Sleevecandy: Authentic T-Shirts On a Mission

October 12, 2011

1:04 pm

I have a passion for startups with a mission to do good. They combine two of my favorite things – (1) creating something from scratch and growing it into a useful product or service, and (2) working to solve a social or environmental problem. So, anytime I come across a social entrepreneur, I get excited.

Chicago-based Sleevecandy is a startup combining a unique online shopping experience with the mission to support the Salvation Army’s community-building programs. Customers can browse a large selection of one-of-a-kind t-shirts and buy cool tees that no one else will have. All of Sleevecandy’s tees are incredibly unique or no longer available outside the website.

You know how places like Urban Outfitters and American Eagle sell t-shirts based on a fictional bar, fishing company, club, etc.? Sleevecandy has their real-world counterparts – authentic tees, not recreations.

I’m not knocking those pretend tees – I’m guilty of owning one that says “Malibu Surf Shack,” and you want to know something? Not only have I never been to Malibu, but also I have a feeling the “Shack” doesn’t even exist.

But when you buy a non-contrived tee on Sleevecandy, you can wear something authentic and know that 30% of your purchase price will be donated to The Salvation Army’s Adult Rehabilitation Program. Now, that’s real.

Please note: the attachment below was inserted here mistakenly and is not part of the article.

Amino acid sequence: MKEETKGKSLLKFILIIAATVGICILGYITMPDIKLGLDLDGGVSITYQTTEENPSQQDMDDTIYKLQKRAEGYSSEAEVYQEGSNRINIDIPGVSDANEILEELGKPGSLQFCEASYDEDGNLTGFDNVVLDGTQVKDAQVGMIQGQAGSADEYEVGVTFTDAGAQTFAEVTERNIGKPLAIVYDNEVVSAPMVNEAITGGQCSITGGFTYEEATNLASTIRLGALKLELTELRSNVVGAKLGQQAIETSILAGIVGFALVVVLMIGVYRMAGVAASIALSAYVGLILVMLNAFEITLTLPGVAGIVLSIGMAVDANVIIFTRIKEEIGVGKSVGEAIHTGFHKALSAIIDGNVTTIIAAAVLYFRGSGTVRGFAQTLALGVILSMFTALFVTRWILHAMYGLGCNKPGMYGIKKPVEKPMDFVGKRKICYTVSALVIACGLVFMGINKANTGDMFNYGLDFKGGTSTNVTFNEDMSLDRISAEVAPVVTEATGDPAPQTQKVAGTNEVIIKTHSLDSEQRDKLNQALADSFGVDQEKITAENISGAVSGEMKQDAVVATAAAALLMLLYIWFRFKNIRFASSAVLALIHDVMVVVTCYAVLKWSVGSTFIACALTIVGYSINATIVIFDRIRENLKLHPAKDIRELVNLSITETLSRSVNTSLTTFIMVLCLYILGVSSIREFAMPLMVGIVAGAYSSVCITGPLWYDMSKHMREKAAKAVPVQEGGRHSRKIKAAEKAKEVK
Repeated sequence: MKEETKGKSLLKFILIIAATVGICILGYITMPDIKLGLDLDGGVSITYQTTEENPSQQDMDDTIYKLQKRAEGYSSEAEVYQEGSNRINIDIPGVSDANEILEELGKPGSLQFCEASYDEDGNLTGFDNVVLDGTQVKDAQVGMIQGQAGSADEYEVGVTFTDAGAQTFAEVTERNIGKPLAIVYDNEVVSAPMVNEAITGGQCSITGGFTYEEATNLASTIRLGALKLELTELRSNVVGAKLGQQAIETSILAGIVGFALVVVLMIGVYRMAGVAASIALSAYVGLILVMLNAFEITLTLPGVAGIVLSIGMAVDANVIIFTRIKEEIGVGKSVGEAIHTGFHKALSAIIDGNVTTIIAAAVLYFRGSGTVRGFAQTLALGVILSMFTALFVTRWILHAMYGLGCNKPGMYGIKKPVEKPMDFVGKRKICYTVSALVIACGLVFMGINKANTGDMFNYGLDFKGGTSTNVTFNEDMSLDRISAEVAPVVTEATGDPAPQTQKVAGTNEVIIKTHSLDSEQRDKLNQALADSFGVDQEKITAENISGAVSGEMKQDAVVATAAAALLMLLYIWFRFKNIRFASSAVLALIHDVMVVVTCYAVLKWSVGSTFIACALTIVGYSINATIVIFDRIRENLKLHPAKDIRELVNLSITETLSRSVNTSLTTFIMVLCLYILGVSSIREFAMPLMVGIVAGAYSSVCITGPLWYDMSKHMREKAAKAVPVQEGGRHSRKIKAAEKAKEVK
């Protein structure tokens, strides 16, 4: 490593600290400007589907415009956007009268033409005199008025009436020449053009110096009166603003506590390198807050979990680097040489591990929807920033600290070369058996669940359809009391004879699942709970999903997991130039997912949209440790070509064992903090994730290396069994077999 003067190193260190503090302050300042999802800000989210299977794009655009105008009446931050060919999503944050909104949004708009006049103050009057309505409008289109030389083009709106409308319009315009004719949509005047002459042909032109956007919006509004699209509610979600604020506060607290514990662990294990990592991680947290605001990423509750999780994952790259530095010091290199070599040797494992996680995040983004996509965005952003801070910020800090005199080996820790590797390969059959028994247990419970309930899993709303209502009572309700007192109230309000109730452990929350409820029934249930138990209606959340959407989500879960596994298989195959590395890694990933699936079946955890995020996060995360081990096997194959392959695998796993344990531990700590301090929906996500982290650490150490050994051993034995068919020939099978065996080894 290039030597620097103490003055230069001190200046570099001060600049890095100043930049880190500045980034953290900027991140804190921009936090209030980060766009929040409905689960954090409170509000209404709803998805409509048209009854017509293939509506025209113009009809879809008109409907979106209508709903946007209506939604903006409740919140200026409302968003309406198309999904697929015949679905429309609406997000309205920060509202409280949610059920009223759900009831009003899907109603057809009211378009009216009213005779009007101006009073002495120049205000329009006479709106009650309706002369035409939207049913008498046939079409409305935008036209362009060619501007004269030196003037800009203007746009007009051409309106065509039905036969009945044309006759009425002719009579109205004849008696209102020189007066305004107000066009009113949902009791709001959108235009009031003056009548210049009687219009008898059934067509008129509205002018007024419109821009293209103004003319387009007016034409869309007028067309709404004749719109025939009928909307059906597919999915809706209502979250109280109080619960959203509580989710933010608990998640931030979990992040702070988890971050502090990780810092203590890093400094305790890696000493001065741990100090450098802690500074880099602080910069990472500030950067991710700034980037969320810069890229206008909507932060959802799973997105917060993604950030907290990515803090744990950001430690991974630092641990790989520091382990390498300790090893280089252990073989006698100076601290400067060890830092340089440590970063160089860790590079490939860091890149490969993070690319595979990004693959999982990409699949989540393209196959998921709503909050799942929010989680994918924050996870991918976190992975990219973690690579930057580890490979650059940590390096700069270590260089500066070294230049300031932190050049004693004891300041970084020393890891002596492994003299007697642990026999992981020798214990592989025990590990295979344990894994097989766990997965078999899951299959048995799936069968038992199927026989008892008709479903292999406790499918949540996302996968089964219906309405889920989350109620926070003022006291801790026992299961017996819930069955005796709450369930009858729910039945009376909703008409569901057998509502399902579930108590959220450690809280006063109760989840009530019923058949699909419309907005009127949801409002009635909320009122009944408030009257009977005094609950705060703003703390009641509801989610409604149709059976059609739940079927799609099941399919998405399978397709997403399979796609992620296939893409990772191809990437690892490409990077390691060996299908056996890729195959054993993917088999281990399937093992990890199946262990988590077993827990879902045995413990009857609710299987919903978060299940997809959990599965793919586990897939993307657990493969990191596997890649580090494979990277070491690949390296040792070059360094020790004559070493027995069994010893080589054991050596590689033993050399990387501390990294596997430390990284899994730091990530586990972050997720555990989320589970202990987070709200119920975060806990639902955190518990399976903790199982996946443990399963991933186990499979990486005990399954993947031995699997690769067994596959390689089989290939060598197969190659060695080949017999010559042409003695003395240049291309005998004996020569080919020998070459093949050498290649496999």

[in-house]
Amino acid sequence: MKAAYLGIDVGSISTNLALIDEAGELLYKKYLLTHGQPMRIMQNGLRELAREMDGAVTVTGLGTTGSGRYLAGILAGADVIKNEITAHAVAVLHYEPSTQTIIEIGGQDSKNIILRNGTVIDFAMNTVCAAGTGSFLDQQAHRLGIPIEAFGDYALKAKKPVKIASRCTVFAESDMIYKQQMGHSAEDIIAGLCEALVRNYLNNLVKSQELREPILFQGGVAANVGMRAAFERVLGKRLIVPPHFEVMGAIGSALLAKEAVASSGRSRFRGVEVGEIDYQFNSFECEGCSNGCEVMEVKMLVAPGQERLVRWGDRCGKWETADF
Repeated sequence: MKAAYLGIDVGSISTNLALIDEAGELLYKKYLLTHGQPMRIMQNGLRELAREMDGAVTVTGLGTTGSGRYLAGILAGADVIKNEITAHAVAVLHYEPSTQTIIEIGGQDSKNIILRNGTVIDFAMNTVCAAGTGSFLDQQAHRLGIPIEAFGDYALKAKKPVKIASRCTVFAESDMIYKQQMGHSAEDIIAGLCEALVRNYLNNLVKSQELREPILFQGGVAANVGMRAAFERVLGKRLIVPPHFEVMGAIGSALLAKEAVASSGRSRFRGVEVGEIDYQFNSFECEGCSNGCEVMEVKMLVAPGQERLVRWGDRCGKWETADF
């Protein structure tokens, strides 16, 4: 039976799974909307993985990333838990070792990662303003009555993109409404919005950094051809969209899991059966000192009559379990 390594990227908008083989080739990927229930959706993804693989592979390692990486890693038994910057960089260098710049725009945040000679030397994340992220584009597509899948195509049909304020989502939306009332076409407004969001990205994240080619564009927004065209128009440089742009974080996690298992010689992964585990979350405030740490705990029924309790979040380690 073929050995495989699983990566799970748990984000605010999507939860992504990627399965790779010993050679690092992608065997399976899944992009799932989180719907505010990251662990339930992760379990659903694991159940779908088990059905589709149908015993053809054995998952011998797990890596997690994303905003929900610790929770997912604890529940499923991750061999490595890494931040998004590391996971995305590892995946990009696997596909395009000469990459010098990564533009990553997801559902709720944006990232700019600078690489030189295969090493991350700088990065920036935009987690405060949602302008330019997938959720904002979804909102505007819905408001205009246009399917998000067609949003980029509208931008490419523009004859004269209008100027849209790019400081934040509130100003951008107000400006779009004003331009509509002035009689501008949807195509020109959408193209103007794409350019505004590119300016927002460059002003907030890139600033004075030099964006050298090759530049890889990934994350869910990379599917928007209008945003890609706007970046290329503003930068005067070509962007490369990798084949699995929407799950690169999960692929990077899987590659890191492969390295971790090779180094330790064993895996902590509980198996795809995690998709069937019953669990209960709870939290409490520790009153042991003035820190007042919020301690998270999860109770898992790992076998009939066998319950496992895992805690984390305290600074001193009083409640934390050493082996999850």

Co-founders Reed Hushka and Hanif Perry plan to hire some of the Adult Rehabilitation Program graduates to help them with Sleevecandy. The program helps people with underprivileged pasts work to overcome problems like extensive substance abuse. Participants receive guidance and work therapy so they can turn their lives around and become functioning family members and citizens again.

“Given the high levels of unemployment, we think this is an incredibly important cause right now,” said Hushka.

Hushka hopes that hiring program graduates will help keep them on the right path after their rehab program is over. It’s a way Sleevecandy can do good beyond the donations they generate.

I learned about Sleevecandy when I wrote an article about last month. Sleevecandy was one of the initial startups featured on and received some great feedback on the site.

The Sleevecandy selection of tees is constantly growing and changing, so check it out and see if you can find a t-shirt treasure.

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Meg Rayford is a communications consultant based in Northern Virginia. She previously spent two years as the Director of Public Relations for a nonprofit startup, where she learned a lot about providing clean water for impoverished countries, even within the confines of a bootstrapped startup.

She is the editor of Tech Cocktail, and she develops media strategies for companies in Washington, DC and Virginia. You can read her most recent work in the marketing chapter of the upcoming book, “Social Innovation and Impact in Nonprofit Leadership,” which will be published in Spring 2014 by Springer Publishing. Follow her @megkrayford.

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